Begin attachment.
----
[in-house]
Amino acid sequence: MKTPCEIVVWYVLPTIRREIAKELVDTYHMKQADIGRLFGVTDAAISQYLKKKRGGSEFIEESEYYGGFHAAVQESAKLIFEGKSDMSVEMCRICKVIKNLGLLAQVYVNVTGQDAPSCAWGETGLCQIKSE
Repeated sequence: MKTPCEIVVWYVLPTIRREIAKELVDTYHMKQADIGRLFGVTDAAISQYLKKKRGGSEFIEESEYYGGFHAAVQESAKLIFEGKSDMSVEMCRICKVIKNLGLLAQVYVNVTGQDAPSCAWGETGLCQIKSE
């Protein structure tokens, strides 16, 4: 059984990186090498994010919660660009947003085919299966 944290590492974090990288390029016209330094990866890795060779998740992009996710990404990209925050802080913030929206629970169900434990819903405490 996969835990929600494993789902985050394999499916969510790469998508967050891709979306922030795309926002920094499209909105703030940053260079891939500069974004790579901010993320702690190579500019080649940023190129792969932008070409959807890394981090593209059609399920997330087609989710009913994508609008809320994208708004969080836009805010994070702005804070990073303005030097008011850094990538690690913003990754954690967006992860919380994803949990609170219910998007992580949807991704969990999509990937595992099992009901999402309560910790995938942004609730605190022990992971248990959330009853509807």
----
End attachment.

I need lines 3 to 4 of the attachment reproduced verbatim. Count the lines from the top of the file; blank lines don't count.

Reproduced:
Repeated sequence: MKTPCEIVVWYVLPTIRREIAKELVDTYHMKQADIGRLFGVTDAAISQYLKKKRGGSEFIEESEYYGGFHAAVQESAKLIFEGKSDMSVEMCRICKVIKNLGLLAQVYVNVTGQDAPSCAWGETGLCQIKSE
């Protein structure tokens, strides 16, 4: 059984990186090498994010919660660009947003085919299966 944290590492974090990288390029016209330094990866890795060779998740992009996710990404990209925050802080913030929206629970169900434990819903405490 996969835990929600494993789902985050394999499916969510790469998508967050891709979306922030795309926002920094499209909105703030940053260079891939500069974004790579901010993320702690190579500019080649940023190129792969932008070409959807890394981090593209059609399920997330087609989710009913994508609008809320994208708004969080836009805010994070702005804070990073303005030097008011850094990538690690913003990754954690967006992860919380994803949990609170219910998007992580949807991704969990999509990937595992099992009901999402309560910790995938942004609730605190022990992971248990959330009853509807």